Letitia James Filed a Lawsuit Against the NRA—Here's What You Need to Know

letitia james nra lawsuit
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The National Rifle Association (NRA) has thrived off of a platform that claims Democrats and liberals alike want to "take away your guns" and "abolish the Second Amendment." The pro-gun group also believes that AR-15s, military-grade weapons frequently used in mass shootings throughout the country, are acceptable weapons to keep in homes as a form of self-defense. The group has idly stood by claiming that "guns are not the problem" whenever the next Parkland or Las Vegas or Pulse happens. And when it's not attacking gun violence survivors on Twitter, the organization is frequently bullying groups like Moms Demand Action and March for Our Lives. Now, after years of false rhetoric and vicious attacks, the gun rights advocacy group may finally see the end of day, thanks to Attorney General of New York Letitia James.

On August 6, 2020, AG James officially filed a lawsuit to dissolve the NRA after investigating the organization since February 2019. The lawsuit claims that senior leadership has illegally used the NRA's charitable finances for personal use, like family trips to the Bahamas which included private jets and expensive meals. It also claims the NRA has awarded contracts "to the financial gain of close associates and family," and "doled out lucrative no-show contracts to former employees in order to buy their silence and continued loyalty." (More specific examples of the claims can be found here.) Here's who the lawsuit specifically targets:

  • The NRA as a whole
  • Executive Vice-President Wayne LaPierre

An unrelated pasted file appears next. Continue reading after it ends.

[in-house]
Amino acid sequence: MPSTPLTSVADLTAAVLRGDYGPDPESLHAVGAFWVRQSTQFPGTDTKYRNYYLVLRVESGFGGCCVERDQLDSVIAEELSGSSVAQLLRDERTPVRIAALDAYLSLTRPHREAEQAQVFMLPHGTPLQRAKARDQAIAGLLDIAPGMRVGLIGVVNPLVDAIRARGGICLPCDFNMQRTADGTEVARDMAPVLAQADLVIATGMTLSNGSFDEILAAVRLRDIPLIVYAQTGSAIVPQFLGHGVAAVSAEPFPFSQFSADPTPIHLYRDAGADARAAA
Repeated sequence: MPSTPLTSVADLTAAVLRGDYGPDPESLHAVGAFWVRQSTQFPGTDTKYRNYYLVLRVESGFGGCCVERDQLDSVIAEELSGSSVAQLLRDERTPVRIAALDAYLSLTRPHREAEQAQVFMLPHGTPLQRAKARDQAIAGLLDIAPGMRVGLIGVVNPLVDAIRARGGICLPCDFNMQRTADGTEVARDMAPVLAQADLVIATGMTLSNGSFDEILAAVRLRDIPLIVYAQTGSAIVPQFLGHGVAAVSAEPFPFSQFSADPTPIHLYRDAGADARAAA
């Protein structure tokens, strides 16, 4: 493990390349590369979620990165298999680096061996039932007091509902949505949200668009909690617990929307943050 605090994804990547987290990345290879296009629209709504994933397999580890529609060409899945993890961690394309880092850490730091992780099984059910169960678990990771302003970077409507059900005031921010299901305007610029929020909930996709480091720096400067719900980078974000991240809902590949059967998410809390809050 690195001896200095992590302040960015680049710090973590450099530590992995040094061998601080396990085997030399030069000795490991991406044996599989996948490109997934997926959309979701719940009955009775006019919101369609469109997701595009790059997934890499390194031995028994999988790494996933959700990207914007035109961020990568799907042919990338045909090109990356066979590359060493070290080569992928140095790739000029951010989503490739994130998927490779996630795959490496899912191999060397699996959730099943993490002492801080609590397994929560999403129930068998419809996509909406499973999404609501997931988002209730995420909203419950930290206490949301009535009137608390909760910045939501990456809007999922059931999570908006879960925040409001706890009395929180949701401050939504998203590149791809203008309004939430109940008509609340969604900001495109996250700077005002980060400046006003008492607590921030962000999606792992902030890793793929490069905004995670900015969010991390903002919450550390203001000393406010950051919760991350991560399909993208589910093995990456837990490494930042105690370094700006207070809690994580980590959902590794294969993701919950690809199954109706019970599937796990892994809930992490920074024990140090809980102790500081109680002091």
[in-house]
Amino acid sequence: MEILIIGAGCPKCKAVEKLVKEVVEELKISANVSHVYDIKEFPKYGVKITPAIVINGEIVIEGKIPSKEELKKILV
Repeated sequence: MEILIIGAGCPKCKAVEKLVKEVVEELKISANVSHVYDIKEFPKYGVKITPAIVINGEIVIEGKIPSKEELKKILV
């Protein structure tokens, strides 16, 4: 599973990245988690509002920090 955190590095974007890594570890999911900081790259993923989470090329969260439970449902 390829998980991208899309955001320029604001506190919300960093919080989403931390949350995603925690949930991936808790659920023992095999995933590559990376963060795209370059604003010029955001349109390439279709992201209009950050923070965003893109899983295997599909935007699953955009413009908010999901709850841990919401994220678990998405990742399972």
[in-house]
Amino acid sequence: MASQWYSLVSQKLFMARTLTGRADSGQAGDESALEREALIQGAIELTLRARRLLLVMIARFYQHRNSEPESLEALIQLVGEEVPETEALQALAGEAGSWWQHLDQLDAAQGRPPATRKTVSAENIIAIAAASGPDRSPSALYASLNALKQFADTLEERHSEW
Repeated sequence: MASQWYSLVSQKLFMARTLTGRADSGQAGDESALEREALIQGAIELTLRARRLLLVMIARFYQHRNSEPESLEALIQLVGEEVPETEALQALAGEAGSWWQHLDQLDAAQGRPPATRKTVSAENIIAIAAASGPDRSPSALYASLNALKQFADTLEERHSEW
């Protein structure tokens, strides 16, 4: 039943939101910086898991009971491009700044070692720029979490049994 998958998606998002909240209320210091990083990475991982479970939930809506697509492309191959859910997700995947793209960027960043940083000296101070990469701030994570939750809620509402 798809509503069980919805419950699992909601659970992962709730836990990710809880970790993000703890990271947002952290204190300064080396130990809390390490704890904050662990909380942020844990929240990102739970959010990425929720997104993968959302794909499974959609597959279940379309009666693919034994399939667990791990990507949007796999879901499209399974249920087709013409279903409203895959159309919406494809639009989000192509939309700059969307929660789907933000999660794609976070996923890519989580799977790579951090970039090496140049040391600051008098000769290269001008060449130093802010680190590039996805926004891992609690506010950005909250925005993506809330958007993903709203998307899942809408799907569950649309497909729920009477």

• Former Treasurer and Chief Financial Officer (CFO) Wilson “Woody” Phillips
  • Former Chief of Staff and Executive Director of General Operations Joshua Powell
  • Corporate Secretary and General Counsel John Frazer

    "The NRA’s influence has been so powerful that the organization went unchecked for decades while top executives funneled millions into their own pockets,” AG James said in a press release on August 6. "The NRA is fraught with fraud and abuse, which is why, today, we seek to dissolve the NRA, because no organization is above the law."

    In addition to dissolving the NRA, AG James wants LaPierre, Phillips, Powell, and Frazer "to make full restitution for funds they unlawfully profited and salaries earned while employees; pay penalties; recover illegal and unauthorized payments to the four individuals; remove LaPierre and Frazer from the NRA’s leadership (Phillips and Powell are no longer employed by the NRA); and ensure none of the four individual defendants can ever again serve on the board of a charity in New York."

    The same day the lawsuit was filed, the NRA released a statement claiming that the lawsuit is a "baseless, premeditated attack on our organization and the Second Amendment freedoms it fights to defend" and promised that "we not only will not shrink from this fight—we will confront it and prevail." President Trump also condemned the lawsuit and suggested the NRA should "move to Texas and lead a very good and beautiful life." (For the record, it cannot legally do this amid an investigation.)

    Despite the NRA's claims that the attorney general has a political motive, AG James told Cosmopolitan that this has nothing to do with gun rights. "The reality is this has nothing to do with the Second Amendment or my personal views on gun violence either. This has to do with not-for-profit law and ensuring that a charitable organization adheres and complies with the law," she explains. "The NRA failed to adhere and comply with the law, it failed to honor its purpose and its mission while executives looted the not-for-profit of millions upon millions of dollars."

    Gun control groups and gun violence survivors were proud to stand with AG James. Washington, D.C.'s Attorney General Karl A. Racine also filed a lawsuit against the NRA in solidarity.

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    As for what comes next, the legal battle could take years—especially since AG James specifically calls for the dissolution of the group. Still, it gives gun control advocacy groups and those affected by gun violence hope for a better America—one that isn't plagued by gun violence.

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